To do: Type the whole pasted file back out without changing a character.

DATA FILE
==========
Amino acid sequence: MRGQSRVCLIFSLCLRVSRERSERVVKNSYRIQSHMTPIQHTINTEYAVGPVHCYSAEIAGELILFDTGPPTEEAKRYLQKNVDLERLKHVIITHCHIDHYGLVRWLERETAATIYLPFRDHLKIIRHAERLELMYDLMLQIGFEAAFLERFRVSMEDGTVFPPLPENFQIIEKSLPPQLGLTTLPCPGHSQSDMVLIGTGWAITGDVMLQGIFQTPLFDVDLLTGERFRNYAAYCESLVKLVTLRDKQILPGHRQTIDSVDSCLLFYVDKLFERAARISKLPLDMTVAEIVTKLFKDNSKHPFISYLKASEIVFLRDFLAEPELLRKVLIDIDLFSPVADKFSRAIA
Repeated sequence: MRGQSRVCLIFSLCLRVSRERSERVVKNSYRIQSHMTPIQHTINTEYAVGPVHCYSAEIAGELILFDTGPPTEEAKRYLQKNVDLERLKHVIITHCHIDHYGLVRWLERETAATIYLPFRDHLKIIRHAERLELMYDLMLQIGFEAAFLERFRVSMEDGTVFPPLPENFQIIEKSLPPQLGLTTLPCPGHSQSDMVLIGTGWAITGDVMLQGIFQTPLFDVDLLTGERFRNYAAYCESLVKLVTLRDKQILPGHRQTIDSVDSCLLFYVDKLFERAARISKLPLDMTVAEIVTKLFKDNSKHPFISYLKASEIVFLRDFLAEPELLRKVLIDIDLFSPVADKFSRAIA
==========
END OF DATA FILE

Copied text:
Amino acid sequence: MRGQSRVCLIFSLCLRVSRERSERVVKNSYRIQSHMTPIQHTINTEYAVGPVHCYSAEIAGELILFDTGPPTEEAKRYLQKNVDLERLKHVIITHCHIDHYGLVRWLERETAATIYLPFRDHLKIIRHAERLELMYDLMLQIGFEAAFLERFRVSMEDGTVFPPLPENFQIIEKSLPPQLGLTTLPCPGHSQSDMVLIGTGWAITGDVMLQGIFQTPLFDVDLLTGERFRNYAAYCESLVKLVTLRDKQILPGHRQTIDSVDSCLLFYVDKLFERAARISKLPLDMTVAEIVTKLFKDNSKHPFISYLKASEIVFLRDFLAEPELLRKVLIDIDLFSPVADKFSRAIA
Repeated sequence: MRGQSRVCLIFSLCLRVSRERSERVVKNSYRIQSHMTPIQHTINTEYAVGPVHCYSAEIAGELILFDTGPPTEEAKRYLQKNVDLERLKHVIITHCHIDHYGLVRWLERETAATIYLPFRDHLKIIRHAERLELMYDLMLQIGFEAAFLERFRVSMEDGTVFPPLPENFQIIEKSLPPQLGLTTLPCPGHSQSDMVLIGTGWAITGDVMLQGIFQTPLFDVDLLTGERFRNYAAYCESLVKLVTLRDKQILPGHRQTIDSVDSCLLFYVDKLFERAARISKLPLDMTVAEIVTKLFKDNSKHPFISYLKASEIVFLRDFLAEPELLRKVLIDIDLFSPVADKFSRAIA